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  7. Erich Hatala Matthes (2015). Impersonal Value, Universal Value, and the Scope of Cultural Heritage. Ethics 125 (4):999-1027.
    Philosophers have used the terms 'impersonal' and 'personal value' to refer to, among others things, whether something's value is universal or particular to an individual. In this paper, I propose an account of impersonal value that, I argue, better captures the intuitive distinction than potential alternatives, while providing conceptual resources for moving beyond the traditional stark dichotomy. I illustrate the practical importance of my theoretical account with reference to debate over the evaluative scope of cultural heritage.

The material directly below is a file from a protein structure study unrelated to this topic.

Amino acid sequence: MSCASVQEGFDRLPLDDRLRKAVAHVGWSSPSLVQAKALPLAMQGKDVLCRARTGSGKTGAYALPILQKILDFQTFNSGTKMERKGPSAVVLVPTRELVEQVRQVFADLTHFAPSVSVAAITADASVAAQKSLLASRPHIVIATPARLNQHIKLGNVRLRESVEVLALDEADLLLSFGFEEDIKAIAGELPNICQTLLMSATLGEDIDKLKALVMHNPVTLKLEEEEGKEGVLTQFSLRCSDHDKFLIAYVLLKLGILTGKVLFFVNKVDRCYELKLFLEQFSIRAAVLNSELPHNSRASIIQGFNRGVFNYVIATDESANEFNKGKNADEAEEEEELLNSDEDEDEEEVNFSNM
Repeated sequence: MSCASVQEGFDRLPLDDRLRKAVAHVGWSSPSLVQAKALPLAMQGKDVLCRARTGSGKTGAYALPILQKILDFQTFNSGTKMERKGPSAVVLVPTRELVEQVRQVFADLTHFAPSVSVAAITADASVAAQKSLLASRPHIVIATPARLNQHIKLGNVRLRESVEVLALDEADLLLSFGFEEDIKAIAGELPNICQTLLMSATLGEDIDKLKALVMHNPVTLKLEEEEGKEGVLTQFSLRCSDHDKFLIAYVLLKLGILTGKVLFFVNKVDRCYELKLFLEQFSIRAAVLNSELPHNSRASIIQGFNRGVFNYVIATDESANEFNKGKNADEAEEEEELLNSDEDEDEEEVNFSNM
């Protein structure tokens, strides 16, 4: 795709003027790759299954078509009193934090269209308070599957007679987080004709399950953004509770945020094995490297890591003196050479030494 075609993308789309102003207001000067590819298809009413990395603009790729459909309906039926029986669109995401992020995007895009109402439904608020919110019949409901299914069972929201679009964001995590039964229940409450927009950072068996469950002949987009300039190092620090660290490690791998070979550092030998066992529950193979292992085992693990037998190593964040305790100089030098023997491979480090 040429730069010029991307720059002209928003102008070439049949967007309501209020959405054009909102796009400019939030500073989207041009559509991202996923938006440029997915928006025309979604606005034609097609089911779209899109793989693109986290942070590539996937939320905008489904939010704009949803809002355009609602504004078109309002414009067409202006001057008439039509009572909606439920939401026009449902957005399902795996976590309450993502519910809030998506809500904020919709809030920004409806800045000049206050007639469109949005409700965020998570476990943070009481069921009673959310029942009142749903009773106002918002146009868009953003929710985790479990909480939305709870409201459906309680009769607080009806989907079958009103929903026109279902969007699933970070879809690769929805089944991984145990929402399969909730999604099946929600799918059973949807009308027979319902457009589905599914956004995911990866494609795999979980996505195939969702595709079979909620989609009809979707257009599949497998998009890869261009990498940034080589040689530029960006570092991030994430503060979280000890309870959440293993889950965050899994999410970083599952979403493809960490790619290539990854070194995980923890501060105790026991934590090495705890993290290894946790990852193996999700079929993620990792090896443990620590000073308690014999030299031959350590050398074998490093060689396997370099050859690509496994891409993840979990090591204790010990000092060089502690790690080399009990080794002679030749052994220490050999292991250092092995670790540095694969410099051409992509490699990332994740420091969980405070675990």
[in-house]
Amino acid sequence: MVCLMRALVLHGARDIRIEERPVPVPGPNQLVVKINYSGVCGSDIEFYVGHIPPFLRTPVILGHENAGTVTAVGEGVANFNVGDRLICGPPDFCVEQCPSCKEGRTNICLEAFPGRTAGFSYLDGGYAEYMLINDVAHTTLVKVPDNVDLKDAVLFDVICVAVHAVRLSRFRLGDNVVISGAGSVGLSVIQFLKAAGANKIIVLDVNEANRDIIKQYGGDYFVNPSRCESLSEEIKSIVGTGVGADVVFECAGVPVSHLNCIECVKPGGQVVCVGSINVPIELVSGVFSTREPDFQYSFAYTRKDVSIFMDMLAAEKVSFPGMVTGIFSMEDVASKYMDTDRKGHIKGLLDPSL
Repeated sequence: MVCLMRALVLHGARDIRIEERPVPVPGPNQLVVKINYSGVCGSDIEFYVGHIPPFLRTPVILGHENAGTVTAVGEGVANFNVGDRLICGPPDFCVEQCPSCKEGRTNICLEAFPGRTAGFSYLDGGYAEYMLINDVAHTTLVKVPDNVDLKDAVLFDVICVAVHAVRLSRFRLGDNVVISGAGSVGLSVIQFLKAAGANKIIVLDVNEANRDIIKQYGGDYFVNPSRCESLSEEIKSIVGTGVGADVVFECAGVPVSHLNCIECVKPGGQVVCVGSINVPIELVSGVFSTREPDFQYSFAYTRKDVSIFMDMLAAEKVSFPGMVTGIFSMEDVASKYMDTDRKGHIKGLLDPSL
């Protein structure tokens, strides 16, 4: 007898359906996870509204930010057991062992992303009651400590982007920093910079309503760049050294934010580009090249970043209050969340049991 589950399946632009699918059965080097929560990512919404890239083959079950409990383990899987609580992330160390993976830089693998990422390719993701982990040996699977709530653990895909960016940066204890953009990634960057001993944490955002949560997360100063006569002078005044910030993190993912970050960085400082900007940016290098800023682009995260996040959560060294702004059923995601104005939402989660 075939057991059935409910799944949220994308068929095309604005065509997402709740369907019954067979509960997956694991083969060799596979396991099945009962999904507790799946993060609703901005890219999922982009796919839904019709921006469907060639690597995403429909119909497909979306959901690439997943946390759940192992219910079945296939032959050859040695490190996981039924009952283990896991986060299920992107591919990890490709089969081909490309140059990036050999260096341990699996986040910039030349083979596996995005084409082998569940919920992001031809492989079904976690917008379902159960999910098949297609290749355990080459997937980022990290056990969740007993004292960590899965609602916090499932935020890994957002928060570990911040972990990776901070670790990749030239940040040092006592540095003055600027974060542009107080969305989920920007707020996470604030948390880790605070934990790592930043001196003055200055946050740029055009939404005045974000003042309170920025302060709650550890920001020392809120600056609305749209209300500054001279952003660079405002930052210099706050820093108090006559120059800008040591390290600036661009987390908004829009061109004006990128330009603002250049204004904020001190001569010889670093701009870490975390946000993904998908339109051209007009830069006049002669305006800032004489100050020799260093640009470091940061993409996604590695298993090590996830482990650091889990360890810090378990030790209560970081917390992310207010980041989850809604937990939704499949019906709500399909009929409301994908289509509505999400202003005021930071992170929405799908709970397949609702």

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  8. Knut Vuong Nguyen, GNOSEOLOGY: In Relation to Truth, Knowledge and Metaphysics.
    A short introduction on the problem of knowledge, and the problems treated by modern philosophy, in relation to truth and metaphysics.
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  9. Wlodek Rabinowicz (2012). Value Relations Revisited. Economics and Philosophy 28 (2):133-164.
    In Rabinowicz, I considered how value relations can best be analysed in terms of fitting pro-attitudes. In the formal model of that paper, fitting pro-attitudes are represented by the class of permissible preference orderings on a domain of items that are being compared. As it turns out, this approach opens up for a multiplicity of different types of value relationships, along with the standard relations of,, and. Unfortunately, the approach is vulnerable to a number of objections. I believe these objections (...)